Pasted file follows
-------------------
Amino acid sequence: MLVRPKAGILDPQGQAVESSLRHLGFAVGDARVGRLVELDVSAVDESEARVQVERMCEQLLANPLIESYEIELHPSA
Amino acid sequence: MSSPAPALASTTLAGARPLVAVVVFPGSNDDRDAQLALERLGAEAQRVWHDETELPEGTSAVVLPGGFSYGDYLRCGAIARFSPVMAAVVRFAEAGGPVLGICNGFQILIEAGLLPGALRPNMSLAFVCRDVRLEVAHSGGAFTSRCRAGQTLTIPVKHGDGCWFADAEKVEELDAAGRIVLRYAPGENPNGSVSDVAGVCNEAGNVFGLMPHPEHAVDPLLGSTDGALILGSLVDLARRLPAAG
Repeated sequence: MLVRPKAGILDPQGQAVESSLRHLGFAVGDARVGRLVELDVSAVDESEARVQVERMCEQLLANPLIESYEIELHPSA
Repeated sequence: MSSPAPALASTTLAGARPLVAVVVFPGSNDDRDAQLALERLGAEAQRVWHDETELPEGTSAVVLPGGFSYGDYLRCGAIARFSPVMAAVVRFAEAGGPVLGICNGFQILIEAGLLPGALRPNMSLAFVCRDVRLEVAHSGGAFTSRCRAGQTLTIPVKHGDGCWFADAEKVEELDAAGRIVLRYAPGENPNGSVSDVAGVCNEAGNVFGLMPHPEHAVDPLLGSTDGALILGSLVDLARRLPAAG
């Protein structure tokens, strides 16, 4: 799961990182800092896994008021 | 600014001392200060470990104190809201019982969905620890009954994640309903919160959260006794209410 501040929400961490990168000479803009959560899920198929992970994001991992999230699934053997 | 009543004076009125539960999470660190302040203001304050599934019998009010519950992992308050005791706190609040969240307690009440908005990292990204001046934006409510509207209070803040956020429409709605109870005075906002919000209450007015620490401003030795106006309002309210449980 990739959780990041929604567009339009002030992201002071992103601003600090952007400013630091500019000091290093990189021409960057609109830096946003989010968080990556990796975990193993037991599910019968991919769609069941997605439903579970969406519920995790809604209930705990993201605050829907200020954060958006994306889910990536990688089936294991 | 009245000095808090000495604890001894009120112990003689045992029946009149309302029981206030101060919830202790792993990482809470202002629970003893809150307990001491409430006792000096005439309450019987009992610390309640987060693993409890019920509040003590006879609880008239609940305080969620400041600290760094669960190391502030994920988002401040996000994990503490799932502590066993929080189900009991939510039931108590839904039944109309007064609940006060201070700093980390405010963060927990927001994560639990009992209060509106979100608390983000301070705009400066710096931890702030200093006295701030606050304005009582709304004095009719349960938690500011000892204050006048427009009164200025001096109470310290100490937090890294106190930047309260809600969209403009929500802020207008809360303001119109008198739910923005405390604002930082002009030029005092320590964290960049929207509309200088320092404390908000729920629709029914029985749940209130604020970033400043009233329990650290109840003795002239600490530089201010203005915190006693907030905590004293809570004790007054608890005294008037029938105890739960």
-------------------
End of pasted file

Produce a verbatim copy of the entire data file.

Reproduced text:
Amino acid sequence: MLVRPKAGILDPQGQAVESSLRHLGFAVGDARVGRLVELDVSAVDESEARVQVERMCEQLLANPLIESYEIELHPSA
Amino acid sequence: MSSPAPALASTTLAGARPLVAVVVFPGSNDDRDAQLALERLGAEAQRVWHDETELPEGTSAVVLPGGFSYGDYLRCGAIARFSPVMAAVVRFAEAGGPVLGICNGFQILIEAGLLPGALRPNMSLAFVCRDVRLEVAHSGGAFTSRCRAGQTLTIPVKHGDGCWFADAEKVEELDAAGRIVLRYAPGENPNGSVSDVAGVCNEAGNVFGLMPHPEHAVDPLLGSTDGALILGSLVDLARRLPAAG
Repeated sequence: MLVRPKAGILDPQGQAVESSLRHLGFAVGDARVGRLVELDVSAVDESEARVQVERMCEQLLANPLIESYEIELHPSA
Repeated sequence: MSSPAPALASTTLAGARPLVAVVVFPGSNDDRDAQLALERLGAEAQRVWHDETELPEGTSAVVLPGGFSYGDYLRCGAIARFSPVMAAVVRFAEAGGPVLGICNGFQILIEAGLLPGALRPNMSLAFVCRDVRLEVAHSGGAFTSRCRAGQTLTIPVKHGDGCWFADAEKVEELDAAGRIVLRYAPGENPNGSVSDVAGVCNEAGNVFGLMPHPEHAVDPLLGSTDGALILGSLVDLARRLPAAG
């Protein structure tokens, strides 16, 4: 799961990182800092896994008021 | 600014001392200060470990104190809201019982969905620890009954994640309903919160959260006794209410 501040929400961490990168000479803009959560899920198929992970994001991992999230699934053997 | 009543004076009125539960999470660190302040203001304050599934019998009010519950992992308050005791706190609040969240307690009440908005990292990204001046934006409510509207209070803040956020429409709605109870005075906002919000209450007015620490401003030795106006309002309210449980 990739959780990041929604567009339009002030992201002071992103601003600090952007400013630091500019000091290093990189021409960057609109830096946003989010968080990556990796975990193993037991599910019968991919769609069941997605439903579970969406519920995790809604209930705990993201605050829907200020954060958006994306889910990536990688089936294991 | 009245000095808090000495604890001894009120112990003689045992029946009149309302029981206030101060919830202790792993990482809470202002629970003893809150307990001491409430006792000096005439309450019987009992610390309640987060693993409890019920509040003590006879609880008239609940305080969620400041600290760094669960190391502030994920988002401040996000994990503490799932502590066993929080189900009991939510039931108590839904039944109309007064609940006060201070700093980390405010963060927990927001994560639990009992209060509106979100608390983000301070705009400066710096931890702030200093006295701030606050304005009582709304004095009719349960938690500011000892204050006048427009009164200025001096109470310290100490937090890294106190930047309260809600969209403009929500802020207008809360303001119109008198739910923005405390604002930082002009030029005092320590964290960049929207509309200088320092404390908000729920629709029914029985749940209130604020970033400043009233329990650290109840003795002239600490530089201010203005915190006693907030905590004293809570004790007054608890005294008037029938105890739960």